#17. Los Angeles Lakers - Jordan Hawkins | Guard | UConn
16.2 PTS | 3.8 REB | 1.3 AST | 0.7 STL | 0.5 BLK
40.9 FG% | 38.8 3P% | 88.7 FT%
Nick: The Los Angeles Lakers finished the regular season at 25th in the league in three-point percentage; while adding Malik Beasley at the trade deadline did bolster their shooting pretty dramatically, any LeBron James-led team could always use more off-ball shooting threats—especially players who can run off screens and draw defensive attention with their constant movement. Jordan Hawkins is the best fit for that need in this draft; he is a ridiculously efficient spot-up shooter who is also in near-constant motion off the ball and is always running around screens looking for an inch of space. Hawkins is no slouch on the defensive end, either; he’s an excellent off-ball defender who will contribute on that end of the floor sooner rather than later.
#18. Miami Heat - Jalen Hood-Schifino | Guard | Indiana
13.5 PTS | 4.1 REB | 3.7 AST | 0.8 STL | 0.3 BLK
41.7 FG% | 33.3 3P% | 77.6 FT%
Corey and Albert: Kyle Lowry just turned 37 in March; I think it’s safe to say that he’s probably not in Miami’s long-term plans as their lead guard. Adding a talent like Jalen Hood-Schifino at this point in the draft would be a steal. Hood-Schifino is a jumbo guard with an NBA-ready physique, awesome vision as a play-maker, and is deadly from the mid-range with the potential to extend his range out to three. Hood-Schifinio did struggle with some consistency issues, but that’s when you throw in the old, “HeatCulture” stuff around and hope that the coaching staff there and the influence of the veterans there can help him clean that up. Hood-Schifino probably won’t be ready to take the reins from the jump but the Heat will probably still have Kyle Lowry around to mentor him until he is ready.
#19. Houston Rockets (via LAC) - Colby Jones | Guard | Xavier
15.0 PTS | 5.7 REB | 4.4 AST | 1.3 STL | 0.6 BLK
50.9 FG% | 37.8 3P% | 65.3 FT%
Nick: The Houston Rockets shored up their defense and frontcourt playmaking by taking Jarace Walker with their first pick of the draft. With their next pick, they opt to fill multiple gaps at once with an all-around threat in Xavier’s Colby Jones. Jones is a heady passer, solid defender, and burgeoning shooting threat with a mature game; he would instantly become one of the better wing defenders on the Rockets, and he will make good decisions with the ball in his hands. His steady play—paired with the consistent development that he showed in college—gives the Rockets a stabilizing presence on the wing who could potentially grow into more than that in time.
#20. Golden State Warriors - Dereck Lively | Center | Duke
5.2 PTS | 5.4 REB | 1.1 AST | 0.5 STL | 2.4 BLK
65.8 FG% | 15.4 3P% | 60.0 FT%
Nathan and Maxwell: Is Dereck Lively the type of big man the Golden State Warriors THOUGHT they were getting in James Wiseman? There are a number of reasons why that pick didn’t quite work out on both sides, but what is clear is that it mainly comes back to the type of offense that the Warriors run. A motion-heavy scheme that’s built on ball and player movement, Lively’s passing instincts he showed off second chances and short rolls feeds into the types of opportunities Golden State capitalizes on regularly. Throw in his elite-level rim protection, athleticism, and frame that should fill out well, and it’s easy to see how Lively could bring much-needed size to the Warriors while also having some more skill of his own to unlock, especially if he shoots it down the line.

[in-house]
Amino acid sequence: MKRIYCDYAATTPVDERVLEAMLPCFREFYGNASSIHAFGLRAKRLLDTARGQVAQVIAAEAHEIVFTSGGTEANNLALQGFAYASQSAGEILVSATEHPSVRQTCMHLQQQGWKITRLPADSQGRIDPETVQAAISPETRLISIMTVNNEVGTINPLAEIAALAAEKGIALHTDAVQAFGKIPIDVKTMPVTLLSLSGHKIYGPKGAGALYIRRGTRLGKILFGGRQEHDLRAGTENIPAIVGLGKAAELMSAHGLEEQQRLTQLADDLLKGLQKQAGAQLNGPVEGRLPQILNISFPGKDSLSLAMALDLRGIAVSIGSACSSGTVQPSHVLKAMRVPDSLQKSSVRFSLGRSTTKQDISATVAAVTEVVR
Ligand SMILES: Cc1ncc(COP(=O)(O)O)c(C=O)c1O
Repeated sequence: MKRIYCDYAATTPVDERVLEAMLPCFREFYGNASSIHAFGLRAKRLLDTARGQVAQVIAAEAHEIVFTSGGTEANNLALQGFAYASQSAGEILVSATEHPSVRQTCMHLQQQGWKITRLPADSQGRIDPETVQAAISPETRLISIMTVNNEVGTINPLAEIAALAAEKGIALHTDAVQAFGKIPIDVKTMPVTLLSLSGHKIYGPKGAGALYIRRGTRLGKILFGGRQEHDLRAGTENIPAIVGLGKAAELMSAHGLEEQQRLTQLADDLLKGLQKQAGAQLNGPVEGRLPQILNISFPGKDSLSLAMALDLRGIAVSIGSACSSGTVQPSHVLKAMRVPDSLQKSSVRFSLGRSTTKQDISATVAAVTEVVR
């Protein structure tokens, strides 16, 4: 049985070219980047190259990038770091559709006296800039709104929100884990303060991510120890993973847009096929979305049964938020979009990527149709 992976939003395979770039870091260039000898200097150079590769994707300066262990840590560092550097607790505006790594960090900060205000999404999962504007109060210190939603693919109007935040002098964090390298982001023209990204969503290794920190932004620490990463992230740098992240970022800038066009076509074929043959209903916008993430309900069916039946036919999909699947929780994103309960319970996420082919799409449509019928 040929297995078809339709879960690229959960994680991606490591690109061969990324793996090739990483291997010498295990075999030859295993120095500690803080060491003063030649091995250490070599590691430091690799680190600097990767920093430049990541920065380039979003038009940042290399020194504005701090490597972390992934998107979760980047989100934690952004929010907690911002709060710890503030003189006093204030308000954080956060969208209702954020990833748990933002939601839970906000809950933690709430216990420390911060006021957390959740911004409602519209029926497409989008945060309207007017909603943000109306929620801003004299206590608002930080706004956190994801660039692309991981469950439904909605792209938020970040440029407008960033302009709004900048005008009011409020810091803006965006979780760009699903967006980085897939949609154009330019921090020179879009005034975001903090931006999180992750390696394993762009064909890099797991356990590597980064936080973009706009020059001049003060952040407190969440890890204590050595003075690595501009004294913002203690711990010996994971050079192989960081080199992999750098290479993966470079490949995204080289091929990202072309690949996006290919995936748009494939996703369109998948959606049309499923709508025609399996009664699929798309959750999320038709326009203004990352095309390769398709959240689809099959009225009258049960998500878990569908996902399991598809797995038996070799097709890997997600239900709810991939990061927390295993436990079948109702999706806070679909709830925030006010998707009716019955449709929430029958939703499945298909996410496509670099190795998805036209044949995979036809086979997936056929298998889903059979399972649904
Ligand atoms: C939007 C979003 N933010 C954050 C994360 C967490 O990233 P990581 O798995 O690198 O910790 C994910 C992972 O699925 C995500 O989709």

#21. Brooklyn Nets (via PHX) - GG Jackson | Forward | South Carolina
15.4 PTS | 5.9 REB | 0.8 AST | 0.8 STL | 0.8 BLK
38.4 FG% | 32.4 3P% | 67.7 FT%
Tyler and Tyler: The Nets are in a curious position with their team, but passing on the upside of G.G. Jackson at this point felt foolish. Jackson had a rough season and so much of his game is theoretical, but goodness is that theoretical outcome exciting. Jackson would be added to Brooklyn’s cadre of forwards, but he has the highest on-ball scoring upside of any of them. Jackson is still extremely young, and if the Nets can quickly instill better habits and decision-making in his game, he has All-Star upside.
#22. Brooklyn Nets - Trayce Jackson-Davis | Center | Indiana
20.9 PTS | 10.8 REB | 4.0 AST | 0.8 STL | 2.9 BLK
58.1 FG% | N/A 3P% | 69.5 FT%
Tyler and Tyler: Trayce Jackson-Davis doesn’t have traditional size for a center, but he’s grown his game to a point where it doesn’t matter. His length and explosiveness would immediately improve the Nets’ lack of depth at center, along with their defensive rebounding issues. Offensively, Jackson-Davis would give them a unique playmaking hub that their myriad of off-ball scorers could thrive around.
#23. Portland Trail Blazers (via NYK) - Maxwell Lewis | Forward | Pepperdine
17.1 PTS | 5.7 REB | 2.8 AST | 0.8 STL | 0.8 BLK
46.8 FG% | 34.8 3P% | 78.7 FT%
Nathan and Maxwell: Here, the Blazers add yet another high-upside wing to their exciting core. The 6’7” Lewis had ups and downs at Pepperdine, but he ultimately finished well at the basket and knocked down 44.1% of his catch-and-shoot threes. He also showed improvement as a shotmaker, and he has heaps of athleticism to get downhill attacking closeouts. Though raw on the defensive end, Lewis can move well laterally and fly off the floor, so the tools are there. With Shaedon Sharp, Taylor Hendricks, and Max Lewis, the Blazers would have three young, entertaining, and athletic wings who can all fill it up from long range.